Catholic Church in Syria

Syriac Catholic Church

Melkite Catholic Church

Catholic Church in Turkey

Greek Byzantine Catholic Church

Catholic Church in YemenIn addition, the Latin Church in the Middle East comprise Latin Catholics, called Latins during the Middle Ages, subject to the Latin Patriarchate of Jerusalem.

Christianity and Islam

Christianity and Islam are the two largest religions in the world and share a historical and traditional connection, with some major theological differences. The two faiths share a common place of origin in the Middle East, and consider themselves to be monotheistic.

Christianity is a monotheistic religion which developed out of Second Temple Judaism in the 1st century CE. It is founded on the life, teachings, death, and resurrection of Jesus Christ, and those who follow it are called Christians.Islam is a monotheistic religion that developed in the 7th century CE. Islam, which literally means "surrender" or "submission", was founded on the teachings of Muhammad as an expression of surrender to the will of God. Those who follow it are called Muslims.Muslims have a range of views on Christianity, from viewing Christians to be fellow possessors of monotheistic scriptures to regarding them as heretics. Christian views on Islam are diverse and range from considering Islam a fellow Abrahamic religion worshipping the same God, to believing Islam to be heresy or an unrelated cult.

Islam considers Jesus to be al-Masih, the Arabic term for Messiah, sent to guide the Children of Israel (banī isrā'īl in Arabic) with a new revelation: al-Injīl (Arabic for "the Gospel"). Christianity believes Jesus to be the Messiah of the Hebrew scripture, the Son of God, and God the Son, while Muslims consider the Trinity to be a division of God's Oneness and a grave sin (shirk). Muslims believe Jesus (Isa) to be a messenger of God, not the son of God.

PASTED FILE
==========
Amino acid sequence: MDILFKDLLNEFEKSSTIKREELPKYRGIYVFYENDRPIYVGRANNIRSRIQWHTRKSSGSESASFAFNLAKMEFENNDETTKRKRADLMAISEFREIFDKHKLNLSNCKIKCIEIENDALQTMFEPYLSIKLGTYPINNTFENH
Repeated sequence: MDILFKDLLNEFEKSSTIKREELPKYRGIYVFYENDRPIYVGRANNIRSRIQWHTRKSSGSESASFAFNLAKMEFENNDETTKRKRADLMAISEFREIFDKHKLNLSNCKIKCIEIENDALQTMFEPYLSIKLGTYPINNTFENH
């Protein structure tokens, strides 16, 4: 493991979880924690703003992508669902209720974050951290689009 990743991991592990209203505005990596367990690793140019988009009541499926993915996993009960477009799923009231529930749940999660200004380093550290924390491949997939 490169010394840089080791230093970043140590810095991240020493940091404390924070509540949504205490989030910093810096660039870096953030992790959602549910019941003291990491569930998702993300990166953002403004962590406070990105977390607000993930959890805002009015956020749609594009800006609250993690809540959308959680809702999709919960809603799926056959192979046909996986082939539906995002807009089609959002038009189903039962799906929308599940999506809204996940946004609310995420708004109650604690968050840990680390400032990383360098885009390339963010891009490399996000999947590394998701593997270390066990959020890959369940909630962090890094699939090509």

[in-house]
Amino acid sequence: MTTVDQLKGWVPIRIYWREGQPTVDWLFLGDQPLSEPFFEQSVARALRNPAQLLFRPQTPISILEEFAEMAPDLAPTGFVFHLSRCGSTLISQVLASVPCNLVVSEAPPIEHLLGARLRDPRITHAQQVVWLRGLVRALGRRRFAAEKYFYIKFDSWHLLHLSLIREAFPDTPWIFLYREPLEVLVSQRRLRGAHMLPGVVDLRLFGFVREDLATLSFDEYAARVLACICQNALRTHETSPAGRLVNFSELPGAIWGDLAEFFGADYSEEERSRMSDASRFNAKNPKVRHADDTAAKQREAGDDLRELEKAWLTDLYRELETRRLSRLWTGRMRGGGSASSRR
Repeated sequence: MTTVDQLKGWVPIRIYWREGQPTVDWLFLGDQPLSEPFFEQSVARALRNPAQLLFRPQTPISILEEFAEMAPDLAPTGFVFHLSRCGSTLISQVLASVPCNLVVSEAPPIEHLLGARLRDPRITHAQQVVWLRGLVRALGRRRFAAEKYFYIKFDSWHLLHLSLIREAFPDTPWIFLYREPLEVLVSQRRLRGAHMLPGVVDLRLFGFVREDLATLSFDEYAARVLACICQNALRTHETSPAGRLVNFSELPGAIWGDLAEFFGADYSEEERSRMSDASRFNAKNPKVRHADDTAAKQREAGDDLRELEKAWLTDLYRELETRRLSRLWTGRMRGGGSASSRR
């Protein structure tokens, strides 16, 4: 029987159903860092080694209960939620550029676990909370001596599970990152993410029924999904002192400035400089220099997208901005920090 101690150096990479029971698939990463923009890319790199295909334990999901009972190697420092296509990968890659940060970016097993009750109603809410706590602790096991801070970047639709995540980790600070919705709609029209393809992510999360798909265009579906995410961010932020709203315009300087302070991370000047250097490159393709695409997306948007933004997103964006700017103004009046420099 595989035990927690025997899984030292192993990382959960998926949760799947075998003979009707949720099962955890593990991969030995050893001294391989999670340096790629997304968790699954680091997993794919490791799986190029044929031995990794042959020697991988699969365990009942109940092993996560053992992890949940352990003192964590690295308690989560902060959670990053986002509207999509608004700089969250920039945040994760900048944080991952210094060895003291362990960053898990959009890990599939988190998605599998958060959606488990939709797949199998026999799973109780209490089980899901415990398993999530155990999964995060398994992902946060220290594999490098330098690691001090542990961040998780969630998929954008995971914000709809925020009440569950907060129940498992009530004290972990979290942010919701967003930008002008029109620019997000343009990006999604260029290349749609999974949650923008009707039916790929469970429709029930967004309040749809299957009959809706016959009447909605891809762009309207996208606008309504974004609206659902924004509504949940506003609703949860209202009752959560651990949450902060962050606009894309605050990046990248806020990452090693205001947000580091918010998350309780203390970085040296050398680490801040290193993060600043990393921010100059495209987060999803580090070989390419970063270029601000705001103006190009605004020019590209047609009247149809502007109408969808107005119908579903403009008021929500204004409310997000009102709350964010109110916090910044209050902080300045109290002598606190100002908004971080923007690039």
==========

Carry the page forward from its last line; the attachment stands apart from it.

Christianity and Islam have different scriptures, with Christianity using the Bible and Islam using the Quran, however Muslims believe that the Gospel was also sent by God. Both texts offer an account of the life and works of Jesus. The belief in Jesus is a fundamental part of Islamic theology, and Muslims view the Christian Injeel as altered, while Christians consider the Gospels to be authoritative and the Quran to be a later, fabricated or apocryphal work. Both religions believe in the virgin birth of Jesus through Mary, but the Biblical and Islamic accounts differ.

Christianity in China